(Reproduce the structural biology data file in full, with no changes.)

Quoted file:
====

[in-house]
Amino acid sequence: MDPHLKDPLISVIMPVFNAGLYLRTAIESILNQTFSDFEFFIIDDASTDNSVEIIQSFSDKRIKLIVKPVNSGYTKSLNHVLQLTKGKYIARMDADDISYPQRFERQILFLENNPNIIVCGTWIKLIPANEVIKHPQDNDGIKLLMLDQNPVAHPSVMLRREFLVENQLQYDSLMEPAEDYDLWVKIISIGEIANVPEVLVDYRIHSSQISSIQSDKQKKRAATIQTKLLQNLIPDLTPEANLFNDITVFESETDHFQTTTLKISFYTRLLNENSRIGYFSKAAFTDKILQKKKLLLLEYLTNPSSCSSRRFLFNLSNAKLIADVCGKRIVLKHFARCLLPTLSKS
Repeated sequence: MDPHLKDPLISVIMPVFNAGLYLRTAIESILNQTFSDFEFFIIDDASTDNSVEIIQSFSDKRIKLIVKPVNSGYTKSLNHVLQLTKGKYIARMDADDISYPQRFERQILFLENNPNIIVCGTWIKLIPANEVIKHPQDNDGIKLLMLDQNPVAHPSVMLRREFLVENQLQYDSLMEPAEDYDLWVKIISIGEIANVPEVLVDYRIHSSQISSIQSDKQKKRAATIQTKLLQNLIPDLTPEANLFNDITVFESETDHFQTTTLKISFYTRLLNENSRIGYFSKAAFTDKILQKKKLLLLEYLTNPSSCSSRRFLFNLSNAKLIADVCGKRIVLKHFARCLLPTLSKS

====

[in-house]
Amino acid sequence: MDPHLKDPLISVIMPVFNAGLYLRTAIESILNQTFSDFEFFIIDDASTDNSVEIIQSFSDKRIKLIVKPVNSGYTKSLNHVLQLTKGKYIARMDADDISYPQRFERQILFLENNPNIIVCGTWIKLIPANEVIKHPQDNDGIKLLMLDQNPVAHPSVMLRREFLVENQLQYDSLMEPAEDYDLWVKIISIGEIANVPEVLVDYRIHSSQISSIQSDKQKKRAATIQTKLLQNLIPDLTPEANLFNDITVFESETDHFQTTTLKISFYTRLLNENSRIGYFSKAAFTDKILQKKKLLLLEYLTNPSSCSSRRFLFNLSNAKLIADVCGKRIVLKHFARCLLPTLSKS
Repeated sequence: MDPHLKDPLISVIMPVFNAGLYLRTAIESILNQTFSDFEFFIIDDASTDNSVEIIQSFSDKRIKLIVKPVNSGYTKSLNHVLQLTKGKYIARMDADDISYPQRFERQILFLENNPNIIVCGTWIKLIPANEVIKHPQDNDGIKLLMLDQNPVAHPSVMLRREFLVENQLQYDSLMEPAEDYDLWVKIISIGEIANVPEVLVDYRIHSSQISSIQSDKQKKRAATIQTKLLQNLIPDLTPEANLFNDITVFESETDHFQTTTLKISFYTRLLNENSRIGYFSKAAFTDKILQKKKLLLLEYLTNPSSCSSRRFLFNLSNAKLIADVCGKRIVLKHFARCLLPTLSKS